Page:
food is like should be entered into with abandon or not at all        Harriet Van Horne


food is like should be entered into with abandon or not at all        Harriet Van Horne

post #8 of 12
Someone who is threatening to quit always causes disruption.

If it is said to me or to another employee, who passes it on to me; I take it on immediatly.

At the first opportunity, I walk over and say "I understand you are telling people you are quiting, is that today or how much notice are you giving?" Humbles them immediatly, they get the message that I'm not afraid of them quiting, and I'm willing to deal with it. They are very careful of saying it again.

Unless I'm really fed up with them, then I just say "I understand you are quitting and this is your last day, be sure and leave a good address to send your last check to." I turn and leave, giving them no time to answer me. These usually instances feel good for some reason and as if they are long over due.
post #9 of 12
Make them both drink tea and gravy till it seeps out of their eyes lol

on a serious note

i like this reply;
Insured By The White Mafia, Hit Me And They Hit YOU Harder
Insured By The White Mafia, Hit Me And They Hit YOU Harder
post #10 of 12
2nd chef seems like your best bet. Give him his reins and you may be pleasantly surprised.
My son runs a business, bit like Gordon Ramsays Kitchen nightmares, but he goes into a place and stays for 2-6 weeks to get it back on its feet again. has a bank of reliable staff to call on and a reputation for getting the job done. Not saying you should hire him but I'll ask him what he thinks too.
"If we're not supposed to eat animals, why are they made of meat?" Jo Brand
"If we're not supposed to eat animals, why are they made of meat?" Jo Brand
post #11 of 12
Lets see now... The Chef has tried to quit 4 times and the owner is still there with open arms welcoming him back... No wonder he's pulling this kind of crap, he has no respect for the owner. Hindsight is always 20/20 I guess.

If it were me I'd "officially" ask the Chef what his intentions were--to his face. If he wants to stay, great, but if he pulls another one, out he goes. Even if you have to shut down for a day, out he goes. Might be painfull, but it's even more painfull to have an employee you are paying for who thinks he has you over a barrel. To make the #2 in charge is a no-brainer, but you need some kind of leverage on him, he's seen the #1 pull this kind of crap 4 times, and just might get the idea that he's indispensible if he's officially in charge. We don't want to encourge this, and besides you'd still be down one man if and when the #1 invariably pulls another one off. Since manpower is scarce at this time of the season, If I were the owner I just might roll up my sleeves and put some time in the kitchen--eyes and ears open, maybe slim down the menu temporarily, buffets one or two times a week instead of a la carte (temporarily) and all the while be on the lookout for more staff. A big motto of mine is "Change is the price of survival"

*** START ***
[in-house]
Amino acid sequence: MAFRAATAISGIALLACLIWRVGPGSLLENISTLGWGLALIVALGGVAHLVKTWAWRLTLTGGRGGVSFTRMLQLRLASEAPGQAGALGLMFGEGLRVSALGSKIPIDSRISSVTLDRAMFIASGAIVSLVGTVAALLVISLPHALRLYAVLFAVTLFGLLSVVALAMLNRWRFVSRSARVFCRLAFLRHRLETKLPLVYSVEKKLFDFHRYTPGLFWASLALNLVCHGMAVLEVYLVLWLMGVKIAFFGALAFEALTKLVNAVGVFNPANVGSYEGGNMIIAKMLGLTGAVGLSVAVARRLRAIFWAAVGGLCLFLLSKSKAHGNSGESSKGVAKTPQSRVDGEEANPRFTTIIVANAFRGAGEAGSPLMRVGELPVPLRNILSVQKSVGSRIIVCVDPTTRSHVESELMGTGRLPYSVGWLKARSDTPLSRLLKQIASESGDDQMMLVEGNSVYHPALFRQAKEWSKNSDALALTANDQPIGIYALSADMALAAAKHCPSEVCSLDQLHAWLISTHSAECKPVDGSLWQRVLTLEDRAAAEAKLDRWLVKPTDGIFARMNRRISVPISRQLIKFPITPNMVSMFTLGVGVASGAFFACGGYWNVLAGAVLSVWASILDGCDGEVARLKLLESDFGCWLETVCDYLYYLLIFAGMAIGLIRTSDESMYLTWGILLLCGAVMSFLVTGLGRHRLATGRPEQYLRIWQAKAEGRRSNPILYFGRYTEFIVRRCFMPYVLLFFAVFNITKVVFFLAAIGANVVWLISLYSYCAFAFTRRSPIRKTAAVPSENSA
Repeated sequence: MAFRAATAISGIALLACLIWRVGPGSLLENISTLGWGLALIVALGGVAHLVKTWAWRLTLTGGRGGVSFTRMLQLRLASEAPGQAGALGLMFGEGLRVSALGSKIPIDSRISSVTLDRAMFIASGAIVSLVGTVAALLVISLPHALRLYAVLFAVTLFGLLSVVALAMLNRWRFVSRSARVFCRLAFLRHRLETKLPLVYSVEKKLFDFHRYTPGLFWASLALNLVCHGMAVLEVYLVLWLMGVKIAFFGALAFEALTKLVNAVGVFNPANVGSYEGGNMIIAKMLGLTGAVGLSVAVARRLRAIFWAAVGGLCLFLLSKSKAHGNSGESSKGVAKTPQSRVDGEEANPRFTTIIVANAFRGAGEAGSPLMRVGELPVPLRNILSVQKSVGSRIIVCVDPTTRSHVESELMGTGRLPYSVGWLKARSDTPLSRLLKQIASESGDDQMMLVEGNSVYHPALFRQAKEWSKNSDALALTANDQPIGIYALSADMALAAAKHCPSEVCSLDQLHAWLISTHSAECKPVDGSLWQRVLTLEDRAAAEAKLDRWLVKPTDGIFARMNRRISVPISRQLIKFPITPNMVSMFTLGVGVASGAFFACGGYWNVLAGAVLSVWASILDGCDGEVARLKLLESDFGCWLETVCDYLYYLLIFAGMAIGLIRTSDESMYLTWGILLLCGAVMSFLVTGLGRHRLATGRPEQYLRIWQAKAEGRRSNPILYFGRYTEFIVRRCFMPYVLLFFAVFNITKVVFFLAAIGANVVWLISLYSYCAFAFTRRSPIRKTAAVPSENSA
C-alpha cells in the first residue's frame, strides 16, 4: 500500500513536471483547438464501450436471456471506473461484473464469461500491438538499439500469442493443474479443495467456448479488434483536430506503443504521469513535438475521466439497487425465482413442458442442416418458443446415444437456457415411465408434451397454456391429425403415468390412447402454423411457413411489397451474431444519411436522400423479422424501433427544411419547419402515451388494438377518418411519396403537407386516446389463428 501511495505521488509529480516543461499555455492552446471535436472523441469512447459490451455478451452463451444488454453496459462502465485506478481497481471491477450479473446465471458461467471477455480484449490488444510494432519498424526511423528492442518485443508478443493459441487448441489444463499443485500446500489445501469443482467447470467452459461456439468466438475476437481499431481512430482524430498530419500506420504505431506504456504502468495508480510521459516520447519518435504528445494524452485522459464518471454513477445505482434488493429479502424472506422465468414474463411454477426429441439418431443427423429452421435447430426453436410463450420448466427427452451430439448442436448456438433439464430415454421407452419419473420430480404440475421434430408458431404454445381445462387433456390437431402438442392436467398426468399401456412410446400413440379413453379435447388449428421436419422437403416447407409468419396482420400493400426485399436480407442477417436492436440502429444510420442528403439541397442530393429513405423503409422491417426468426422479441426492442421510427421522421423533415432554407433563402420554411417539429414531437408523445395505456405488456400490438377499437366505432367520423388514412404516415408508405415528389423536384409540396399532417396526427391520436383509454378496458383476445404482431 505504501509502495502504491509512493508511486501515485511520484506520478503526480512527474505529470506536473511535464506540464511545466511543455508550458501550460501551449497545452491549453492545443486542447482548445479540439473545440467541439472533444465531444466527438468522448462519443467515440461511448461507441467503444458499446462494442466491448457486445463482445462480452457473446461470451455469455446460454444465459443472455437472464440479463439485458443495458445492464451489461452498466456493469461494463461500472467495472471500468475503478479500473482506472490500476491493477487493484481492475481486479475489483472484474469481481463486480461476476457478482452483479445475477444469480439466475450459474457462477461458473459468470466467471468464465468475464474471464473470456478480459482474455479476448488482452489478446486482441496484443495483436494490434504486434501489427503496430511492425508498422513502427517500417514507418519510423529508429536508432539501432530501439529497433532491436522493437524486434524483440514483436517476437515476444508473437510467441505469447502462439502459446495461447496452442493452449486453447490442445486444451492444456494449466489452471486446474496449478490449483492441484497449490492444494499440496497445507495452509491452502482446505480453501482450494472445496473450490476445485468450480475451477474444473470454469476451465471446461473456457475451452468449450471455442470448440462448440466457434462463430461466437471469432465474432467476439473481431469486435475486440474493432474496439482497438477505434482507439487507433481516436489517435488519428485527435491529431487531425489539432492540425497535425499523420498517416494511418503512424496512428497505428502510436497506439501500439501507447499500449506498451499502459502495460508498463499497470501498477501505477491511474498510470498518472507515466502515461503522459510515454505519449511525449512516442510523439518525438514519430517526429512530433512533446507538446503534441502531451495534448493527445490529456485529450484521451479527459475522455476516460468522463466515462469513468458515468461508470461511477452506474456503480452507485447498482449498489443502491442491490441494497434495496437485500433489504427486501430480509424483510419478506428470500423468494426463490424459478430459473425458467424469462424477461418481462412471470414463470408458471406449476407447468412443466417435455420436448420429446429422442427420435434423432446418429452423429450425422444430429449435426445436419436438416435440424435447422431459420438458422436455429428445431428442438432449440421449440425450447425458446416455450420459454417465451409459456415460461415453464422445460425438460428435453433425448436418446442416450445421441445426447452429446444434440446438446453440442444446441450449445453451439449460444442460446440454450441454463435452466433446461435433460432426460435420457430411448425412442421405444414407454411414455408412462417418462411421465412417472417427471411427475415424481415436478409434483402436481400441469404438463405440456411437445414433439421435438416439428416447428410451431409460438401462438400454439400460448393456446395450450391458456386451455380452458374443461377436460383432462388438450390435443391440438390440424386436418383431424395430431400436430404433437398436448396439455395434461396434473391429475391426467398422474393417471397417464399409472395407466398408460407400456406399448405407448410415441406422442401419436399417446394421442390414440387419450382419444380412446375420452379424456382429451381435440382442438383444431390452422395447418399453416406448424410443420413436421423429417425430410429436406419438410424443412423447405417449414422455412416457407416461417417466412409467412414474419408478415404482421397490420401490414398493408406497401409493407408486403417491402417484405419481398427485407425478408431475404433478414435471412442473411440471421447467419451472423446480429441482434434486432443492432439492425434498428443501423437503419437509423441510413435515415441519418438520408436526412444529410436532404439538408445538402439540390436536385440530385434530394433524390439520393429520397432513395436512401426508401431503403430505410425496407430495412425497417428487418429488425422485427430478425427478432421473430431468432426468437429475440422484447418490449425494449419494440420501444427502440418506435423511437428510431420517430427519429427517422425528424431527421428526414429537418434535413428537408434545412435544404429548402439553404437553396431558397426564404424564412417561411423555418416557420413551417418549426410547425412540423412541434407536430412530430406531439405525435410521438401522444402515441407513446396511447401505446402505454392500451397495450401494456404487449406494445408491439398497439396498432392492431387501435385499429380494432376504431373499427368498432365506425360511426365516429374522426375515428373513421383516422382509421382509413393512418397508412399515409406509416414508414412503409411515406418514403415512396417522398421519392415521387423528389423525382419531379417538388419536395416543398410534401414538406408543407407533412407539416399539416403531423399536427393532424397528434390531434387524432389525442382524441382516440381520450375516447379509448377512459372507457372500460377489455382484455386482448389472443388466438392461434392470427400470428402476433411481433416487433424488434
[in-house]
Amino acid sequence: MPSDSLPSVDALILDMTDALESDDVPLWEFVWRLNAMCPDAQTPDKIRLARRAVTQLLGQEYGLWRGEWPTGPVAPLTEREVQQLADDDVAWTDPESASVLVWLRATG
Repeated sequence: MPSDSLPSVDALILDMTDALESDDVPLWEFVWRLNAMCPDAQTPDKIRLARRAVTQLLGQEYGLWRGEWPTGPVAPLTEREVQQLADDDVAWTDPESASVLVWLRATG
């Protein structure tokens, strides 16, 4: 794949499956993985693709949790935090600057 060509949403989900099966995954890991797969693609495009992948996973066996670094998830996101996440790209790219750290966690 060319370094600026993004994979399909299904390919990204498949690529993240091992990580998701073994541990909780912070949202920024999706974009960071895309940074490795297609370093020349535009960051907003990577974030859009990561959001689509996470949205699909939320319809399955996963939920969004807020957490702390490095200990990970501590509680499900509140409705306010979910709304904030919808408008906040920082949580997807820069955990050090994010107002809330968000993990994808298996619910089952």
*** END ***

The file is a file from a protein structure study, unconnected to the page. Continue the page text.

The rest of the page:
I'm not a big believer in contracts. I've worked in enough Union places to know if someone is working there who doesn't want to work, you MUST get rid of him/her at all costs before he/she infects everyone else.
...."This whole reality thing is really not what I expected it would be"......
...."This whole reality thing is really not what I expected it would be"......
post #12 of 12

Enough is enough

First of all I hope he keeps good records of when he does not turn up.

Make sure the 2nd chef has all the recipes and knows how to execute them.

Document everything and let him go.

I could go on and on about the effects of staff members like this.

If the 2nd Chef is unsure if he can handle stepping up I would start the process over again. I am an owner operator and do not have the skills necessary to be a chef and I feel his pain!!

Last year I hired in an independent Chef for 2 months to re-build our menu. It was fine, we were booked up a week in advance but I had a gut feeling that the kitchen was not running as effectively as it could. It was the best move I have made.

We re-hired, re focussed and now a year on we are doing better than I could have hoped for.

It's an expense, yes but the benefits are massive.